It’s May, and as we wrap up this school year, I’m already planning for the next.
A wall of shelves has been taken down in the library (thank you to the maintenance crew!). In its place will be a hanging art gallery featuring student art. I’ve wanted to showcase student art in the library, and with the hanging gallery, it will look clean and polished. Preparing the space has been a months-long process, but it’s going to look great when it’s done.
A new seating area will be placed near the gallery. The new furniture helps me fulfill part of the MHS Library’s mission of meeting student and faculty needs through programming, meeting space and information access.
In the R-II district, one point of information access is the database provider EBSCO. Through EBSCO, students and faculty can search periodicals, newspapers, peer-reviewed journals and more. I promote student use of this resource, as I’d much rather see students using a curated database for research than Google. However, a lot of this is new to me and I’m learning right along with the students.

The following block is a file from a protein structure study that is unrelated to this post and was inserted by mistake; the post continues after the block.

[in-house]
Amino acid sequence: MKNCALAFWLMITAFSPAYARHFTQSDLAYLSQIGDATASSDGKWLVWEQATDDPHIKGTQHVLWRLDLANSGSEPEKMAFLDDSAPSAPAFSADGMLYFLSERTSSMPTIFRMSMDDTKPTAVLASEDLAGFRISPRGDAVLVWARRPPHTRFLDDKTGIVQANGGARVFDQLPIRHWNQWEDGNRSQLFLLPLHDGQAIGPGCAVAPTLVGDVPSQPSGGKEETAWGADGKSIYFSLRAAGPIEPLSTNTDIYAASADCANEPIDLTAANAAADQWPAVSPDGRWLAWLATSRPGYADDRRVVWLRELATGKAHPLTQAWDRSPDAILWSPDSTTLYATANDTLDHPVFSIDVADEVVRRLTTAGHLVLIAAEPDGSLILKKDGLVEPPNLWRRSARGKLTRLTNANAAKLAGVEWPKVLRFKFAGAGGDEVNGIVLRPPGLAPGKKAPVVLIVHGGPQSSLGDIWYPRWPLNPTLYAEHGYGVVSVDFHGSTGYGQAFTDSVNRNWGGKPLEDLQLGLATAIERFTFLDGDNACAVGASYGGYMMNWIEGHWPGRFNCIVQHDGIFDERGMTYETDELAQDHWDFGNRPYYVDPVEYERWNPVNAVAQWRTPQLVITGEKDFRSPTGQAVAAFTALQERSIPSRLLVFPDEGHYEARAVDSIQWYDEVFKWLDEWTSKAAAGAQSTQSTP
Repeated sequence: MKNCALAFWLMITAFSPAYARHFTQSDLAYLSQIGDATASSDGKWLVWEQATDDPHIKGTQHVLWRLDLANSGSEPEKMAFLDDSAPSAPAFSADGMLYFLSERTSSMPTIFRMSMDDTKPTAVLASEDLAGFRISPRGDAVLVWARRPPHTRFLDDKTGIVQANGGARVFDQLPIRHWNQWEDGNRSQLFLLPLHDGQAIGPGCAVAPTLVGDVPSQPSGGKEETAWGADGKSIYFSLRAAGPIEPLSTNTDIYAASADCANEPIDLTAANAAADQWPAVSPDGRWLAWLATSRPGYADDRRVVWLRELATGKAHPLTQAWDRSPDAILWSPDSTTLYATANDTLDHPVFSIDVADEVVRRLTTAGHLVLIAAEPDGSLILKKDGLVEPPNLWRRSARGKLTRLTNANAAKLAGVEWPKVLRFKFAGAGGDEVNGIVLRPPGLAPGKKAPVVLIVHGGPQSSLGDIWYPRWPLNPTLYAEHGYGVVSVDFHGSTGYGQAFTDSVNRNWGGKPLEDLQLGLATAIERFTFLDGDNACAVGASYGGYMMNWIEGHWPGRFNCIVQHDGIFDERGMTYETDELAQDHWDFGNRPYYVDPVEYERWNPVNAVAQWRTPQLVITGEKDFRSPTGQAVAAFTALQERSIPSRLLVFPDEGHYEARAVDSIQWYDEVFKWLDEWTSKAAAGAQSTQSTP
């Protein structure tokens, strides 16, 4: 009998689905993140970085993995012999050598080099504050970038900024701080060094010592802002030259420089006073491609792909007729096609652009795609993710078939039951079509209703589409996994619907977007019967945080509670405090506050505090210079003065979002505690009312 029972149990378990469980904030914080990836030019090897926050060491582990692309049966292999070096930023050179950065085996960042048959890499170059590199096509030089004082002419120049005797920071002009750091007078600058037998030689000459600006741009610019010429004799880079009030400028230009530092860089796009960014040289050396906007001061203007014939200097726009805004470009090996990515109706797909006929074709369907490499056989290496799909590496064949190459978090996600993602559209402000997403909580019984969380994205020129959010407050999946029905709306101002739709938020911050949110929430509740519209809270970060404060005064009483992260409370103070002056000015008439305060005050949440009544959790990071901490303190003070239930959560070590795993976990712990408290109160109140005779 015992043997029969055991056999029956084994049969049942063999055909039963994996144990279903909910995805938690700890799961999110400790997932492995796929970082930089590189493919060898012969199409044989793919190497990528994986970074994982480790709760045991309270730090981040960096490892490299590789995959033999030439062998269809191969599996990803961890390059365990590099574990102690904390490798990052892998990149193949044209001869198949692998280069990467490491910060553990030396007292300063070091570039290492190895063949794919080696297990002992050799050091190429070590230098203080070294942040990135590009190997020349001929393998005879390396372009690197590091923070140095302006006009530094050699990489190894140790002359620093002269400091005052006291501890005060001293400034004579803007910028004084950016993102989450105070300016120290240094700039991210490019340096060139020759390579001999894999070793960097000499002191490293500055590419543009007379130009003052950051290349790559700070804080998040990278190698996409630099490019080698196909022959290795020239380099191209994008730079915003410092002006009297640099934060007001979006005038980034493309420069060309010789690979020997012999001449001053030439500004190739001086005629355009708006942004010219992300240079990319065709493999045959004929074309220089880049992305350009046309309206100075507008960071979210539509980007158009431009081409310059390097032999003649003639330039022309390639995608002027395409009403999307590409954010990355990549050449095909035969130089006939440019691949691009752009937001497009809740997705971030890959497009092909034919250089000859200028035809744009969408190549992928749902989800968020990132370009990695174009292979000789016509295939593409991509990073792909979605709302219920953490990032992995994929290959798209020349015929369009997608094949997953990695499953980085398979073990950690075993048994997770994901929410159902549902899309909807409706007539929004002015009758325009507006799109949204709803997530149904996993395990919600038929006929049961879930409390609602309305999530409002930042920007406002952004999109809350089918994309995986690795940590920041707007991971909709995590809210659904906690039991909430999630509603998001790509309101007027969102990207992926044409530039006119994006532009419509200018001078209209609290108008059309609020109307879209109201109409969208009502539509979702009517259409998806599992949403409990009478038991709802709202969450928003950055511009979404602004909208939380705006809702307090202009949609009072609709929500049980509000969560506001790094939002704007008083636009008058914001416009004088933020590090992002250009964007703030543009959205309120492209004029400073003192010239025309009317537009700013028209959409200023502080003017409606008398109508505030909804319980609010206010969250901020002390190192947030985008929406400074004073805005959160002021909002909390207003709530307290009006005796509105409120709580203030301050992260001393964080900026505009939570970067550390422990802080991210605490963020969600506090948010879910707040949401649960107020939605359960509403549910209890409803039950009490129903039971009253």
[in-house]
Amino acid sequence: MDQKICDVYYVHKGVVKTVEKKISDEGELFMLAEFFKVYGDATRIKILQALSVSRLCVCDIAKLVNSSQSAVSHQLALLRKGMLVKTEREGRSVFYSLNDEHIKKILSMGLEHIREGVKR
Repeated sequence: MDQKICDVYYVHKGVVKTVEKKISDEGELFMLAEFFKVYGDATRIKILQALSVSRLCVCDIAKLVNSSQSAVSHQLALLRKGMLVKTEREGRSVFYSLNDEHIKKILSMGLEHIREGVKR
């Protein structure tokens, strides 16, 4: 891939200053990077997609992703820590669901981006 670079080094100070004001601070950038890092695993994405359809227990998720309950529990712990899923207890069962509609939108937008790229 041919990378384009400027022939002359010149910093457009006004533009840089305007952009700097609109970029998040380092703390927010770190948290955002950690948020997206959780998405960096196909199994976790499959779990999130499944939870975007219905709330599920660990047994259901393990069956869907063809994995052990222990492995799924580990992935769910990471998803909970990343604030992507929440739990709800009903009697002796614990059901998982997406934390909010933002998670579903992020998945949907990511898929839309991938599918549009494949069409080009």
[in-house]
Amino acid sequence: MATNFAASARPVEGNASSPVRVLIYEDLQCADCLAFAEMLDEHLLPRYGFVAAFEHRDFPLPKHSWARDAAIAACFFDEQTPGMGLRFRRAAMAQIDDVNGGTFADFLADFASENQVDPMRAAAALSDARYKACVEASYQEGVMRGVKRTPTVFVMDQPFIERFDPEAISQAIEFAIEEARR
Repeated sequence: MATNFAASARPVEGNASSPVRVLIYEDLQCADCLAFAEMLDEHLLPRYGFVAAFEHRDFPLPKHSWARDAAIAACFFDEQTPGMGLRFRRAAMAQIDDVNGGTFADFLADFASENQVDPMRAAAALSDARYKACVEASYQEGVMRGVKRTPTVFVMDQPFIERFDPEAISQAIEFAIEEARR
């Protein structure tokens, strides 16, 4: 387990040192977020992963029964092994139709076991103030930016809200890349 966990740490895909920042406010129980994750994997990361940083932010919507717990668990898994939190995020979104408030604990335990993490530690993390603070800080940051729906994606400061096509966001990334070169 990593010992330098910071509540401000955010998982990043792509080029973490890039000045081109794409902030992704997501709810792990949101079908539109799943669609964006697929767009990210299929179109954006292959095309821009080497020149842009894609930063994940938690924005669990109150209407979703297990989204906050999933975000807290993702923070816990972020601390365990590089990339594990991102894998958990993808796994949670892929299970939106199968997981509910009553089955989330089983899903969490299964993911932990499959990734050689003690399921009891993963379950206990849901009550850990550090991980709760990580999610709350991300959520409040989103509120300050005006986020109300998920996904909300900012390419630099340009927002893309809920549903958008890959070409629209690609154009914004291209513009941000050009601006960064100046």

Of course, learning is more fun when you get to pursue your own interests, and I’m lucky to see students doing just that in the library.
I have a group of students interested in World War II and during lunch they come in and recreate WWII-era flags with Plus-Plus blocks.
Plus-Plus blocks are an engineering toy. I initially purchased a small set for the library and quickly learned I needed more. I reached out to the Plus-Plus Corporation and told them how much my students enjoy their product and would they be interested in sending us more? They sent me a box of 1,800 pieces!
On the dry erase tables I’ve placed in the library, students have left creative doodles and positive messages. But, one of the best things I’ve seen a student do is draw an entire map of the United States, including state names and capitals - from memory. It was incredible. The map was so good it looked like it had been traced.
The MHS Library accepts donations of new and gently-used books published within the last five years, and of interest to our core audience – young adults. Call me at 660-562-4100 or send an email to firstname.lastname@example.org if you have any questions about donations.